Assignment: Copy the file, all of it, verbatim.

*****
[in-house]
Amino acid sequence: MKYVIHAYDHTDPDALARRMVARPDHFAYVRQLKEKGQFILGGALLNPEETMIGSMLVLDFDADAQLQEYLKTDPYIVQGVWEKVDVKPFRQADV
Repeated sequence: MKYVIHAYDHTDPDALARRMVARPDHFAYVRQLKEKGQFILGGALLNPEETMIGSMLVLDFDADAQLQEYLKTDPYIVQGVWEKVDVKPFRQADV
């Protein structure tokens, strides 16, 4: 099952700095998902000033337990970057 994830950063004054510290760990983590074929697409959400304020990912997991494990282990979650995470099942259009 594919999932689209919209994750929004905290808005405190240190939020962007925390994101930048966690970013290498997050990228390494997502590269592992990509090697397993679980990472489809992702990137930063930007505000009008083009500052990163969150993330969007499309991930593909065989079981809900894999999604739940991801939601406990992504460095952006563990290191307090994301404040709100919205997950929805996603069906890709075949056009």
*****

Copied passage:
[in-house]
Amino acid sequence: MKYVIHAYDHTDPDALARRMVARPDHFAYVRQLKEKGQFILGGALLNPEETMIGSMLVLDFDADAQLQEYLKTDPYIVQGVWEKVDVKPFRQADV
Repeated sequence: MKYVIHAYDHTDPDALARRMVARPDHFAYVRQLKEKGQFILGGALLNPEETMIGSMLVLDFDADAQLQEYLKTDPYIVQGVWEKVDVKPFRQADV
């Protein structure tokens, strides 16, 4: 099952700095998902000033337990970057 994830950063004054510290760990983590074929697409959400304020990912997991494990282990979650995470099942259009 594919999932689209919209994750929004905290808005405190240190939020962007925390994101930048966690970013290498997050990228390494997502590269592992990509090697397993679980990472489809992702990137930063930007505000009008083009500052990163969150993330969007499309991930593909065989079981809900894999999604739940991801939601406990992504460095952006563990290191307090994301404040709100919205997950929805996603069906890709075949056009």